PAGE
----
• In Australia, grocery spending per transaction and spend frequency have increased 9.4 percent and 6.7 percent respectively.
    • Meanwhile, spend per transaction in discretionary retail decreased 3.7 percent, potentially reflecting the retail demand that was 'pulled forward' early in the pandemic, with spend frequency increasing 14.9 percent. The Economics Institute expects a slowdown in the growth of spend frequency next year.
    • It was also revealed that spending per transaction at restaurants increase by 13.7 percent, while spend frequency also rose 14.5 percent as consumers sought after experience and social connection, and will continue to do so going into 2023.
  • Businesses with an omnichannel presence are more likely to withstand shocks by meeting the customer where they want to shop, as well as by broadening brand awareness, product offerings, sales, and flexible, targeted pricing structures. The analysis suggests that having a multichannel presence provided 6-percentage point lift in retail sector sales through 2022[5].
    • Restaurants with omnichannel presence were saved from losing 31 percent of sales during the height of lockdowns.[6]
    • Omnichannel clothing stores outperformed online-only and brick-and-mortar-only firms, growing 10 percent and 26 percent faster, respectively.[7] It will remain vital in 2023 given the return to in-person spend, coupled with a segment of consumers who are now accustomed to purchasing clothes online.
    • Interior furnishing retailers having an omnichannel presence recorded continued growth of 15 percent above the same month in 2019 during the peak pandemic period for most countries, against the suffering of their brick-and-mortar counterparts with a decrease of 16 percent vs. the same period in 2019.

“The relaxing of pandemic border restrictions across Northeast Asia is set to be a big swing factor for Asia Pacific as we head into 2023,” said David Mann, Chief Economist of Mastercard AP & MEA. “Across the region, consumer spending has broadly recovered to pre-pandemic levels, although consumers are responding to higher inflation by 'trading down' brands and stores where they can be more frugal on necessities. This is making way for ‘reopening euphoria’, especially for tourism-dependent economies, with travel, hospitality services and experiences holding strong as a share of total consumer spending.”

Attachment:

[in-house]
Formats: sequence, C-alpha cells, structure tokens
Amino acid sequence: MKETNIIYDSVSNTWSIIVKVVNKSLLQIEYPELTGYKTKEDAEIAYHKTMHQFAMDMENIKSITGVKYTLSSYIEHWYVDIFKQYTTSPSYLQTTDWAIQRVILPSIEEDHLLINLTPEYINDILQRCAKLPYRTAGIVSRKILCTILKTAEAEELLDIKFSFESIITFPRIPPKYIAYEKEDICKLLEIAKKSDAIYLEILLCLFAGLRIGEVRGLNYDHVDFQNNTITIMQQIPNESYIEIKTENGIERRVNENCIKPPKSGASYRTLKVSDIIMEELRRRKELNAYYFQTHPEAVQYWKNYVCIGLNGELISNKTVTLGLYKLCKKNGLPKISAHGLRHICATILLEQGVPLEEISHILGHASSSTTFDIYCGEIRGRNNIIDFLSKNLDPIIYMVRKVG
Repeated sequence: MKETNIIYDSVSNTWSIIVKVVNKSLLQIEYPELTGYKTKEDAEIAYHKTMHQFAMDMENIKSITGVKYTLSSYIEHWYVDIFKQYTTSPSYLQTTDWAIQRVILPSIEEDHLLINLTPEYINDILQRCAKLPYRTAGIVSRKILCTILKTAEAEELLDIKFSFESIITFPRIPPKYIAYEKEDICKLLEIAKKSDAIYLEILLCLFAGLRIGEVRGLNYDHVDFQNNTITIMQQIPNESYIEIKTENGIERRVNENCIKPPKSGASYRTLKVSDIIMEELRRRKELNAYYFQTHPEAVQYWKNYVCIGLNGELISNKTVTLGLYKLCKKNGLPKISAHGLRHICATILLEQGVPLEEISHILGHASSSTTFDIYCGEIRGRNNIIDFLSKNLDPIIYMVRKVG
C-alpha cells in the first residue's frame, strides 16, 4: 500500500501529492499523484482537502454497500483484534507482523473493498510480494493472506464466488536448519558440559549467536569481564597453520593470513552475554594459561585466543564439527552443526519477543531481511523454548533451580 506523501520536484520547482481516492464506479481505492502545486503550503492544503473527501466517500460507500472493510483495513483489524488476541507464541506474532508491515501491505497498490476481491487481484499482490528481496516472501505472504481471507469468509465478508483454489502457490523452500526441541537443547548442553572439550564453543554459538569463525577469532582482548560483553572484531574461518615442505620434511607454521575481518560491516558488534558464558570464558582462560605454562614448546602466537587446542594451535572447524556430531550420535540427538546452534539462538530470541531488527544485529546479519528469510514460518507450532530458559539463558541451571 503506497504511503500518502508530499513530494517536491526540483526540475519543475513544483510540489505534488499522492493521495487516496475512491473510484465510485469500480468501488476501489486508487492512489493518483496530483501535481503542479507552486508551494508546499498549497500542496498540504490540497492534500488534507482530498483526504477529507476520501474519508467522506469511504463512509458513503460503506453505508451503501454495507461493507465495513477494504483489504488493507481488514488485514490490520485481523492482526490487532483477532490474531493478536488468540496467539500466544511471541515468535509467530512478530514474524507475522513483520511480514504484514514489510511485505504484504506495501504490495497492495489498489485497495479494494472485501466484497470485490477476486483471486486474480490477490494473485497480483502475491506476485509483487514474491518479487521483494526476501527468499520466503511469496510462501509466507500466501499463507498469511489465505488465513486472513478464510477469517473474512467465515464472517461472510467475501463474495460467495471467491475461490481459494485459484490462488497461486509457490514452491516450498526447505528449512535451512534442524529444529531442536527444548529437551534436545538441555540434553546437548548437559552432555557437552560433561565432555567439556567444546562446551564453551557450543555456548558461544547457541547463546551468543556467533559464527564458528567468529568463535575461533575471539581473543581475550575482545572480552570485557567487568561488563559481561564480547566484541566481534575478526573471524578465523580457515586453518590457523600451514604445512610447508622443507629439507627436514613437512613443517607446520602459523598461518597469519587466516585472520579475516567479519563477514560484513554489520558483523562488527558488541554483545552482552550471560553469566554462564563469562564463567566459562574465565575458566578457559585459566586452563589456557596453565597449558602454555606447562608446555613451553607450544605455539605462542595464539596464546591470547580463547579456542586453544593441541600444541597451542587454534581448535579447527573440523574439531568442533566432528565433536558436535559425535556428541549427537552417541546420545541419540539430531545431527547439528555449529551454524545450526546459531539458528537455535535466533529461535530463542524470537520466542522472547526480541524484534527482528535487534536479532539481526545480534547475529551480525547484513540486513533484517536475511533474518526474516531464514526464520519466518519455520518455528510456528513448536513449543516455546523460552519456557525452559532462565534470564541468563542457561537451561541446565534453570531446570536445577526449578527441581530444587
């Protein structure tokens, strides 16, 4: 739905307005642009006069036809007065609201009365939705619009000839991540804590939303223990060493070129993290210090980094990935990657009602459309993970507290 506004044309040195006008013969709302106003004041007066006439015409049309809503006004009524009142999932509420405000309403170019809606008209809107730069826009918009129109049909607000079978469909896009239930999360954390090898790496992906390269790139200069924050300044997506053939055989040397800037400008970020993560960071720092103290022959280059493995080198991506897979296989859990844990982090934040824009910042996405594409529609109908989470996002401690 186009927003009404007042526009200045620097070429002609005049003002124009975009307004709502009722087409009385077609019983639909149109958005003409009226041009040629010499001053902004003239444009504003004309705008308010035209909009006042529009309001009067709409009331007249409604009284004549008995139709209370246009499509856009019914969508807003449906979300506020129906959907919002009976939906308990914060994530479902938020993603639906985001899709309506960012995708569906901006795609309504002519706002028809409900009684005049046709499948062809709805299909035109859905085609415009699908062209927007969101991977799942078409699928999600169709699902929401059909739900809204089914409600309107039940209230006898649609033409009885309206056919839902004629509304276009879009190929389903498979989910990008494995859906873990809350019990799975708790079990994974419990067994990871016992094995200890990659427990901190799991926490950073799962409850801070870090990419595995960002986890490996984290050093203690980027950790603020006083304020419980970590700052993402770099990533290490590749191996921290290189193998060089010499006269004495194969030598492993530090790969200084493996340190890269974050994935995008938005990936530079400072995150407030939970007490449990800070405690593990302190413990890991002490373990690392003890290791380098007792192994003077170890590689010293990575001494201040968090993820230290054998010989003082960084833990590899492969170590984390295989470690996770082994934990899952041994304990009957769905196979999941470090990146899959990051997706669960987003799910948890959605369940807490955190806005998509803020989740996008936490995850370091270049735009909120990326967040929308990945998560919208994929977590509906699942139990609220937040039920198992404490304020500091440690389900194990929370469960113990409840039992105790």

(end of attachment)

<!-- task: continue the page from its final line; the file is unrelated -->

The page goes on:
You can view the full “Economic Outlook 2023” report here. Other reports from the Mastercard Economics Institute can be found here.  

[1] Mastercard Economics Institute estimates. Based on an analysis of aggregated and anonymized Mastercard switched volumes (nominal US dollars unadjusted for FX) and national accounts data from various national statistics agencies.

[2] Discretionary spending, as defined by the Mastercard Economics Institute, includes categories of consumption where consumers typically shop for non-essential goods and services. For example, it includes spending at apparel, jewelry, interior furnishings, events, and electronics stores. Non-discretionary spending includes essential categories of consumption such as food and fuel.

[3] Mastercard Economics Institute estimates of average global inflation.

[4] Across a 15-country sample, based on an analysis of aggregated and anonymized Mastercard switched volumes (nominal local currency) through September 2022.

[5] Based on an analysis of aggregated and anonymized Mastercard switched volumes (nominal local currency) through September 2022. Classification of SMB vs. large-sized firms based on a classification model proprietary to the Mastercard Economics Institute.

[6] Across a 12-country sample, based on an analysis of aggregated and anonymized Mastercard switched volumes (nominal local currency) through September 2022, using a fixed panel of merchants to reduce bias in measurement.

[7] Based on an analysis of aggregated and anonymized Mastercard switched volumes (nominal local currency) through September 2022. Classification of SMB vs. large-sized firms based on a classification model proprietary to the Mastercard Economics Institute.